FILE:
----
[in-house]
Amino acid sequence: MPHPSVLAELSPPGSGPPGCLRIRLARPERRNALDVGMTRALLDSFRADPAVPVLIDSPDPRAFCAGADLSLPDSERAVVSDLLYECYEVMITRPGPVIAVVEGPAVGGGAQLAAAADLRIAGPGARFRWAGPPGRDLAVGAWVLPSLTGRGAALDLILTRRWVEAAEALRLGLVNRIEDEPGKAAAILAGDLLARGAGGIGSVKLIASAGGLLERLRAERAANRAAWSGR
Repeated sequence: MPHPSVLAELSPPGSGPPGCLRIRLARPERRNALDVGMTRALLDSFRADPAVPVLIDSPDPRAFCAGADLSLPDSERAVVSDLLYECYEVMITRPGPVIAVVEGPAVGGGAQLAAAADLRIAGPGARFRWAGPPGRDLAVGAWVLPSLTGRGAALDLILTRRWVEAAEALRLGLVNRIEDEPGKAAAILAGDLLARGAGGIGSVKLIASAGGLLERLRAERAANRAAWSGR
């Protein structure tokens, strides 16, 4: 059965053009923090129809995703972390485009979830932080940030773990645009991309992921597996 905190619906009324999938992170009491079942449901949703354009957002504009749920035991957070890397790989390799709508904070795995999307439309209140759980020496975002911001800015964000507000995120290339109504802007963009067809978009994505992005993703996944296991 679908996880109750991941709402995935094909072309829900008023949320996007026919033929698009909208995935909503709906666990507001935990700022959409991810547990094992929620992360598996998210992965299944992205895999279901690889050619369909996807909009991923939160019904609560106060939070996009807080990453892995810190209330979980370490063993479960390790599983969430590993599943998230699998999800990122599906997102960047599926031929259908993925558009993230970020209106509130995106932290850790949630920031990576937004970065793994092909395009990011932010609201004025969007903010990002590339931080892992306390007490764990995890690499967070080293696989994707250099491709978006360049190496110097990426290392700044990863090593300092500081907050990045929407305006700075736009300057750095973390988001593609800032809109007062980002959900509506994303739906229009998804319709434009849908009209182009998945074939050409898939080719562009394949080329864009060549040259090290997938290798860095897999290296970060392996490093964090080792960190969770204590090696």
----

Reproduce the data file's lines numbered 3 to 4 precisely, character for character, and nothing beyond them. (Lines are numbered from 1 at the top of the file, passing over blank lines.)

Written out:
Repeated sequence: MPHPSVLAELSPPGSGPPGCLRIRLARPERRNALDVGMTRALLDSFRADPAVPVLIDSPDPRAFCAGADLSLPDSERAVVSDLLYECYEVMITRPGPVIAVVEGPAVGGGAQLAAAADLRIAGPGARFRWAGPPGRDLAVGAWVLPSLTGRGAALDLILTRRWVEAAEALRLGLVNRIEDEPGKAAAILAGDLLARGAGGIGSVKLIASAGGLLERLRAERAANRAAWSGR
């Protein structure tokens, strides 16, 4: 059965053009923090129809995703972390485009979830932080940030773990645009991309992921597996 905190619906009324999938992170009491079942449901949703354009957002504009749920035991957070890397790989390799709508904070795995999307439309209140759980020496975002911001800015964000507000995120290339109504802007963009067809978009994505992005993703996944296991 679908996880109750991941709402995935094909072309829900008023949320996007026919033929698009909208995935909503709906666990507001935990700022959409991810547990094992929620992360598996998210992965299944992205895999279901690889050619369909996807909009991923939160019904609560106060939070996009807080990453892995810190209330979980370490063993479960390790599983969430590993599943998230699998999800990122599906997102960047599926031929259908993925558009993230970020209106509130995106932290850790949630920031990576937004970065793994092909395009990011932010609201004025969007903010990002590339931080892992306390007490764990995890690499967070080293696989994707250099491709978006360049190496110097990426290392700044990863090593300092500081907050990045929407305006700075736009300057750095973390988001593609800032809109007062980002959900509506994303739906229009998804319709434009849908009209182009998945074939050409898939080719562009394949080329864009060549040259090290997938290798860095897999290296970060392996490093964090080792960190969770204590090696």